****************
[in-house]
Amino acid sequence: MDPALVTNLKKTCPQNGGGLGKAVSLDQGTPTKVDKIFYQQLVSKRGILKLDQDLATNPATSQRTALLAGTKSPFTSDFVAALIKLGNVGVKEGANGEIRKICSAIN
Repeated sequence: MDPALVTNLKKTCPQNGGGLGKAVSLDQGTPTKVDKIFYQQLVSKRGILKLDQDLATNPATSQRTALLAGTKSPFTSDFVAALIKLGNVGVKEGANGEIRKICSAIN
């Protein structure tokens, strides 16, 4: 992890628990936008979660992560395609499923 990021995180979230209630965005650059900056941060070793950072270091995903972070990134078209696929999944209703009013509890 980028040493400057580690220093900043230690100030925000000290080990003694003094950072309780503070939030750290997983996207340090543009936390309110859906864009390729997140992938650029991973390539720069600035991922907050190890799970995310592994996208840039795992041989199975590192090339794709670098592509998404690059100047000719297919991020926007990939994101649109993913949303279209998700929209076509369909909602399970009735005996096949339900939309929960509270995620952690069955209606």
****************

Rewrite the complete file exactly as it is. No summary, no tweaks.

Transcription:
[in-house]
Amino acid sequence: MDPALVTNLKKTCPQNGGGLGKAVSLDQGTPTKVDKIFYQQLVSKRGILKLDQDLATNPATSQRTALLAGTKSPFTSDFVAALIKLGNVGVKEGANGEIRKICSAIN
Repeated sequence: MDPALVTNLKKTCPQNGGGLGKAVSLDQGTPTKVDKIFYQQLVSKRGILKLDQDLATNPATSQRTALLAGTKSPFTSDFVAALIKLGNVGVKEGANGEIRKICSAIN
């Protein structure tokens, strides 16, 4: 992890628990936008979660992560395609499923 990021995180979230209630965005650059900056941060070793950072270091995903972070990134078209696929999944209703009013509890 980028040493400057580690220093900043230690100030925000000290080990003694003094950072309780503070939030750290997983996207340090543009936390309110859906864009390729997140992938650029991973390539720069600035991922907050190890799970995310592994996208840039795992041989199975590192090339794709670098592509998404690059100047000719297919991020926007990939994101649109993913949303279209998700929209076509369909909602399970009735005996096949339900939309929960509270995620952690069955209606």